Book Reviews, Fiction Blog

Book Review: Change of Life by Samantha Bryant

change of lifeChange of Life (A Menopausal Superhero Novel #2) by Samantha Bryant
My rating: 4 of 5 stars

Disclaimer: I was given a free electronic copy of this book in exchange for an honest review. This review may contain minor spoilers.

Change of Life by Samantha Bryant is the sequel to Going Through the Change (you can read my review here). As such, this review of Change of Life will contain spoilers for Going Through the ChangeConsider yourself warned.

Still here? Right, let’s do this.

Change of Life by Samantha Bryant continues the story of our favorite band of menopausal superheroes. In this novel, Jessica (the gravity-defying cancer survivor) and Leonel (the strong “man” formerly known as Linda) are working for the Department, a secret government organization that specializes in finding, training, and sometimes defeating individuals with superhuman abilities, as well as other spy-related missions. Patricia (the Hulk-like dino-woman) is on the hunt for her former friend and evil mastermind Cindy Liu, who has disappeared after the events of Going Through the ChangeHelen (the fire-wielding villain) has also gone missing, and her daughter Mary (a non-super, albeit fiery, young woman) has gone looking for her.

As you can tell, there is a lot going on in Change of Life. And yet, Bryant weaves a complete and engaging narrative, giving each character her fair share of the spotlight and emotional depth. (This includes our newest hero, Sally Ann, who is Jessica’s trainer within the Department.) The plot moves quickly and smoothly, keeping the reader entertained and trying to unravel the mystery along the way. Part of the pacing comes from the narrative style — short chapters and alternating perspectives — which allows the reader to view the conflicts from all angles and ensures that there is a heroine to whom everyone can relate.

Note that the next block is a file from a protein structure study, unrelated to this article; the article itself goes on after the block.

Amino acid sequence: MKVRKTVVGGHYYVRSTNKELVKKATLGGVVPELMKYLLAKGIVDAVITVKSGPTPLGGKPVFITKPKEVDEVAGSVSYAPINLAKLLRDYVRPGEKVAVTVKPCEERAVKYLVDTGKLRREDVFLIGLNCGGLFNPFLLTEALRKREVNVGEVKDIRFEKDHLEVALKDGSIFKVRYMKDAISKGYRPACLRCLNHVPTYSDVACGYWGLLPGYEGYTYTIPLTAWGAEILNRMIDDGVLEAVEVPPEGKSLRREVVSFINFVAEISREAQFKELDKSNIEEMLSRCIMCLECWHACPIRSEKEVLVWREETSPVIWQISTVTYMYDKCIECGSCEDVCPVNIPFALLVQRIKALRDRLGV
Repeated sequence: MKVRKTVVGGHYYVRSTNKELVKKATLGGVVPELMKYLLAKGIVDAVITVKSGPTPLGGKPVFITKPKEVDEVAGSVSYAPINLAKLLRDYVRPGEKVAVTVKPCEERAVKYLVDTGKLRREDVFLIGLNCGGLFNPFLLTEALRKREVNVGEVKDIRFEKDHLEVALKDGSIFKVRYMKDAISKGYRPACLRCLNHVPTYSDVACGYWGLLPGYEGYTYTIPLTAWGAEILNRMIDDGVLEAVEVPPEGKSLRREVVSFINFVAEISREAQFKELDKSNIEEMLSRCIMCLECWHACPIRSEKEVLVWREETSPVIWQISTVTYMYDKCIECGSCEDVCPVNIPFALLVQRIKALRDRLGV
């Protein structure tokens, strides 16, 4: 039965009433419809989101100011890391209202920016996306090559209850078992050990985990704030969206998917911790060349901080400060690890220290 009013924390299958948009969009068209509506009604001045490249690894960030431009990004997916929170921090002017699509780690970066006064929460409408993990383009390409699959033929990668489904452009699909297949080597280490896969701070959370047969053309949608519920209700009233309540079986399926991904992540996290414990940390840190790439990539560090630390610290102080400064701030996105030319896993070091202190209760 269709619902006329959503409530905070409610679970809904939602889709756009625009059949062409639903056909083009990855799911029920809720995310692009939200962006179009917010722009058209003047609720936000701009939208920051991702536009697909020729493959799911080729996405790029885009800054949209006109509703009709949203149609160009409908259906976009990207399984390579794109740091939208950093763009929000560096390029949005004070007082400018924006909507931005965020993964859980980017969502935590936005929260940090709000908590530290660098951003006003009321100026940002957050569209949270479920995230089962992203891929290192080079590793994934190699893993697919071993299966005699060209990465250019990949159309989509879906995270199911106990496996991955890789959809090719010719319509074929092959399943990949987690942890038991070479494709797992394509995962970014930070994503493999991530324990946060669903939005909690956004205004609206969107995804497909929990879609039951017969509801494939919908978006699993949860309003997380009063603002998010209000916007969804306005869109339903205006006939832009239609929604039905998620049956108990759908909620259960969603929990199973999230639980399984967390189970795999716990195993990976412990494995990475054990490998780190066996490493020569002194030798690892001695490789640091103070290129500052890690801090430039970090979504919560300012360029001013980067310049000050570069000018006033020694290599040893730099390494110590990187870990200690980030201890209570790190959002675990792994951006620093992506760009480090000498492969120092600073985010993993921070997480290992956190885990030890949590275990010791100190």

Perhaps my favorite part of Change of Life (and Going Through the Change) is how Bryant uses her different characters to challenge and celebrate the different forms of womanhood. From housewives to business women, and from child-free ladies to grandmothers, Bryant depicts womanhood from all angles, showcasing the similarities and differences in how “the change” effects each of them. Moreover, Bryant explores how traditionally “feminine” and “masculine” personality traits can both be positive for her female characters. For example, one of Leonel (aka Linda’s) greatest assets is her ability to listen and her caring nature, while Patricia finds strength in her independent spirit and take-no-bullshit attitude.

This being said, my only criticism about Change of Life was that sometimes the narrative stalled on characters’ emotions a bit too long. While the internal monologues did increase my understanding of the characters, sometimes they bordered on repetitive, and other times I would rather have “seen” the characters’ emotional states emerge through their physical reactions to the conflicts in the story.